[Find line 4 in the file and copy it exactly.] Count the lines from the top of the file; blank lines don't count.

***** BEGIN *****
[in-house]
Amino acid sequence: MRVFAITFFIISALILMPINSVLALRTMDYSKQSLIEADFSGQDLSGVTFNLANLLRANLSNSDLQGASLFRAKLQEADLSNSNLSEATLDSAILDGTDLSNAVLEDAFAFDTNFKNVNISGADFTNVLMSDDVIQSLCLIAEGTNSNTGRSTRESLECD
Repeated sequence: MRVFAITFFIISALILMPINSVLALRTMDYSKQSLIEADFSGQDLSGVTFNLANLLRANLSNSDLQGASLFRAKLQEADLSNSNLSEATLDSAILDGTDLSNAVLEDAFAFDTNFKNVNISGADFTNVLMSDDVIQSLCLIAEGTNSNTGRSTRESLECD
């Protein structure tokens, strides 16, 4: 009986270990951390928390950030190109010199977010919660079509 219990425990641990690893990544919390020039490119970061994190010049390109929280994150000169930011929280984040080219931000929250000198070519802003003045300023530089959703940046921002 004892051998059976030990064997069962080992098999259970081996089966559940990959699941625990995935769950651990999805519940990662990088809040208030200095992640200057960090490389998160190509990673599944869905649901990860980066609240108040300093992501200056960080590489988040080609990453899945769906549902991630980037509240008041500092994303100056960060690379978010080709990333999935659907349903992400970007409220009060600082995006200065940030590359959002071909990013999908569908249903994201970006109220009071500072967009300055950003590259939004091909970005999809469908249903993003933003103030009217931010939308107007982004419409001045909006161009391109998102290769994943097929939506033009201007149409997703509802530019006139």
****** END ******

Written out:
């Protein structure tokens, strides 16, 4: 009986270990951390928390950030190109010199977010919660079509 219990425990641990690893990544919390020039490119970061994190010049390109929280994150000169930011929280984040080219931000929250000198070519802003003045300023530089959703940046921002 004892051998059976030990064997069962080992098999259970081996089966559940990959699941625990995935769950651990999805519940990662990088809040208030200095992640200057960090490389998160190509990673599944869905649901990860980066609240108040300093992501200056960080590489988040080609990453899945769906549902991630980037509240008041500092994303100056960060690379978010080709990333999935659907349903992400970007409220009060600082995006200065940030590359959002071909990013999908569908249903994201970006109220009071500072967009300055950003590259939004091909970005999809469908249903993003933003103030009217931010939308107007982004419409001045909006161009391109998102290769994943097929939506033009201007149409997703509802530019006139």